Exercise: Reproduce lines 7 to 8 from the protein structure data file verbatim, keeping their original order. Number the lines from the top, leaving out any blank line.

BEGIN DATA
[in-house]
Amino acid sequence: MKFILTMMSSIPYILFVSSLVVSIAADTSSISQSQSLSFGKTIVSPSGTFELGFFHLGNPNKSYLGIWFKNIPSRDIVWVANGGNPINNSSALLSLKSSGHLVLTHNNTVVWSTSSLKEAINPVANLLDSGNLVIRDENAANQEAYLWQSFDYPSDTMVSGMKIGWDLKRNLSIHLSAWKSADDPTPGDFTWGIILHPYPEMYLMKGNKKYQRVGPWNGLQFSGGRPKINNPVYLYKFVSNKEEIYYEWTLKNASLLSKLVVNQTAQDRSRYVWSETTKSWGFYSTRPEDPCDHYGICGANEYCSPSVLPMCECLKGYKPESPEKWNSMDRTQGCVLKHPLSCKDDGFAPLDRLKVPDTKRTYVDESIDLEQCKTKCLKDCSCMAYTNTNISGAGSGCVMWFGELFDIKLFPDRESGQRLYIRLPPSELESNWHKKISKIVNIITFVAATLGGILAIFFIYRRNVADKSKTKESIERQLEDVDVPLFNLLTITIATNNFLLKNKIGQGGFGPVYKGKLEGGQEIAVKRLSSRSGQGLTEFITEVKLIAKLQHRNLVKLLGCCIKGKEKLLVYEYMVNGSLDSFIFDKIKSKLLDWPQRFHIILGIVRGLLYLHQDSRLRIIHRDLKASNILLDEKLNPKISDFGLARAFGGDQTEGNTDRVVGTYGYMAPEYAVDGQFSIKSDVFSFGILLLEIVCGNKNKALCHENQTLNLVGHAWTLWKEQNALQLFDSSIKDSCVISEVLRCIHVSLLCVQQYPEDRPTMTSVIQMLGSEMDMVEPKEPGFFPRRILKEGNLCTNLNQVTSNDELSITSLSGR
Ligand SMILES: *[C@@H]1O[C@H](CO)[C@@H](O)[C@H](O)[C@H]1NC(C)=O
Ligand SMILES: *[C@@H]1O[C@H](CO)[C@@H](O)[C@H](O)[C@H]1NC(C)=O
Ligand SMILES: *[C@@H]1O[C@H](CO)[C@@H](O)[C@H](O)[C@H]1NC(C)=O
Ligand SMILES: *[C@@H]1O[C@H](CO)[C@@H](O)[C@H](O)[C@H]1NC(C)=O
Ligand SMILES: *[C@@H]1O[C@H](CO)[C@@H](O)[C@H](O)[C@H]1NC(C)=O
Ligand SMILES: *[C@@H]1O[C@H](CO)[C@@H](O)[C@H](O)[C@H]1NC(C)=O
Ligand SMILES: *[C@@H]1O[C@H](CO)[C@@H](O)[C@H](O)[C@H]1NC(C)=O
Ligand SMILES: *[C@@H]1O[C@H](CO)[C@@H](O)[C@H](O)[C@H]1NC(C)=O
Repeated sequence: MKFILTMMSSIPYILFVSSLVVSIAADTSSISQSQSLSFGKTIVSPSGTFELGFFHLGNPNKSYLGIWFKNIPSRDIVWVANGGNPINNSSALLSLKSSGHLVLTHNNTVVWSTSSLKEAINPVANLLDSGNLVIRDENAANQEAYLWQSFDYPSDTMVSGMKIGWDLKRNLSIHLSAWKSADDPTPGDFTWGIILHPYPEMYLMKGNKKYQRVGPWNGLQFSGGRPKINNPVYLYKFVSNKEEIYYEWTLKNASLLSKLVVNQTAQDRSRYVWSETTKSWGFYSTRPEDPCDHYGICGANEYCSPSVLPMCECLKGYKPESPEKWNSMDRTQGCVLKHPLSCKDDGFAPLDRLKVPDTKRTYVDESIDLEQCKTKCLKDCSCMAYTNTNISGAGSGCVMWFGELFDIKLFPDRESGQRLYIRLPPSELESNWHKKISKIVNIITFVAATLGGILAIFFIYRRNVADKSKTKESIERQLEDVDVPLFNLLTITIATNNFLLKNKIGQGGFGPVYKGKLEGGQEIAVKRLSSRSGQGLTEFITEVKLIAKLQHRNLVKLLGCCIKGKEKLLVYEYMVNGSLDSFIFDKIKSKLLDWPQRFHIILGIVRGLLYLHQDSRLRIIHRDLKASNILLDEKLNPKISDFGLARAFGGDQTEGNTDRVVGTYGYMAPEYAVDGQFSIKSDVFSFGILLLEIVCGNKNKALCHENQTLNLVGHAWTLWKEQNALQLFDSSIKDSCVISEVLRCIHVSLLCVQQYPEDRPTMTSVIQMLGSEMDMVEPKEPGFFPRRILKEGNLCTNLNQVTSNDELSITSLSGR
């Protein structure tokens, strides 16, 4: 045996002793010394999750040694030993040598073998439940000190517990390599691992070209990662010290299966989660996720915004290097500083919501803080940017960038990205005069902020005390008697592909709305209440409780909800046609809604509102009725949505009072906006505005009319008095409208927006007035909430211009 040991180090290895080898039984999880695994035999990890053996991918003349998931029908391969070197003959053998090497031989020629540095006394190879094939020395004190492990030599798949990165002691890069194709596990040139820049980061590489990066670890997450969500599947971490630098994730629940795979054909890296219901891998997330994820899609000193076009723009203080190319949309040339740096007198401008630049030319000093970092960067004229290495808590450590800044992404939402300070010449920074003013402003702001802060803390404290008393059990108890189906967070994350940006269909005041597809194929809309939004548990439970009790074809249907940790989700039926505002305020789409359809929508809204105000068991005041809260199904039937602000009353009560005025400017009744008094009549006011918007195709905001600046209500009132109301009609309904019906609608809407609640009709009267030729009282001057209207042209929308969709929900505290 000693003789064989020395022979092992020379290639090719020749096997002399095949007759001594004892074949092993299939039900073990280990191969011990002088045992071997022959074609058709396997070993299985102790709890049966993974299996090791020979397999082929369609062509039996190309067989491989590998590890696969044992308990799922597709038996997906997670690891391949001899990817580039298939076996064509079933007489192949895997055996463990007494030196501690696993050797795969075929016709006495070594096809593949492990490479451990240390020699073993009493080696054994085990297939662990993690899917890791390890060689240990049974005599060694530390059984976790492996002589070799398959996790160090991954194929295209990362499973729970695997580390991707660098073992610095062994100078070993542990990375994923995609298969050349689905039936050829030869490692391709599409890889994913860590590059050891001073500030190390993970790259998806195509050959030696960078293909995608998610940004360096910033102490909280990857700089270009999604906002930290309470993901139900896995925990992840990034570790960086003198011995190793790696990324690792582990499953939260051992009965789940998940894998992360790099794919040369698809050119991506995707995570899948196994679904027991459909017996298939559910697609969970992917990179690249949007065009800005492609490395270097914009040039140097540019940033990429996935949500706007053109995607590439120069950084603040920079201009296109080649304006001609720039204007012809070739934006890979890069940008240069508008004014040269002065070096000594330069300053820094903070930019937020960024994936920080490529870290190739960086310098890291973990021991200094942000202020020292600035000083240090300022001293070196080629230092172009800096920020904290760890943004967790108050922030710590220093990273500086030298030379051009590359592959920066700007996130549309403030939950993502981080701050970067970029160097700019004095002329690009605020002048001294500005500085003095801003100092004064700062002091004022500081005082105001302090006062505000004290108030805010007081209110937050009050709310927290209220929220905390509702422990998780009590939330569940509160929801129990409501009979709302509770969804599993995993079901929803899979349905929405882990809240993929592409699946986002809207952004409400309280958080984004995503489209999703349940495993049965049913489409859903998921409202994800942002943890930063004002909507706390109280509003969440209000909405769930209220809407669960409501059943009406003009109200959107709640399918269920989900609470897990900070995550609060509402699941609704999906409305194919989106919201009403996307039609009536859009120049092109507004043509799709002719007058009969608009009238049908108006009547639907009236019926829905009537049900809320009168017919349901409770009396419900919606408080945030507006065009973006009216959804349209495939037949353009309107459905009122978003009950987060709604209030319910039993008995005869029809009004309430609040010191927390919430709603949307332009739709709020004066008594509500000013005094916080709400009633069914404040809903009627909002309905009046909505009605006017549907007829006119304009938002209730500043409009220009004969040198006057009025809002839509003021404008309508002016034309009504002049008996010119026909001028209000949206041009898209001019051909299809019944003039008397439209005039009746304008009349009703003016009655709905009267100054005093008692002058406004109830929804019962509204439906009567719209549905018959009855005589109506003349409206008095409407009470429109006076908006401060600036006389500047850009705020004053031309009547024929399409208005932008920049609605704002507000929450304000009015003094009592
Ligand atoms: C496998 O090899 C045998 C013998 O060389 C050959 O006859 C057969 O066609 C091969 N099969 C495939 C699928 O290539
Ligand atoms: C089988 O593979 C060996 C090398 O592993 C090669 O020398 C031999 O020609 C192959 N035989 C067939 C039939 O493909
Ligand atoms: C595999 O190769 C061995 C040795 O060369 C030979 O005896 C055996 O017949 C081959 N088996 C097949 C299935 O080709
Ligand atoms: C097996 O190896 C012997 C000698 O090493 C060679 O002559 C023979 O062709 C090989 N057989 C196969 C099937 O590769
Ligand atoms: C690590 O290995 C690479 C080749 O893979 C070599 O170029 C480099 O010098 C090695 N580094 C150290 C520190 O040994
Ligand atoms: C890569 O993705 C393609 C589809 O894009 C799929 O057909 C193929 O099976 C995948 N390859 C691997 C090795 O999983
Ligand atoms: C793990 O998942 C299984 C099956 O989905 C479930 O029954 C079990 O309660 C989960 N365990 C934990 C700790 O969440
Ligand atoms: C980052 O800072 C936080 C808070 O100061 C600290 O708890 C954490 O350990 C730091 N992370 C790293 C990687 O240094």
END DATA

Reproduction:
Ligand SMILES: *[C@@H]1O[C@H](CO)[C@@H](O)[C@H](O)[C@H]1NC(C)=O
Ligand SMILES: *[C@@H]1O[C@H](CO)[C@@H](O)[C@H](O)[C@H]1NC(C)=O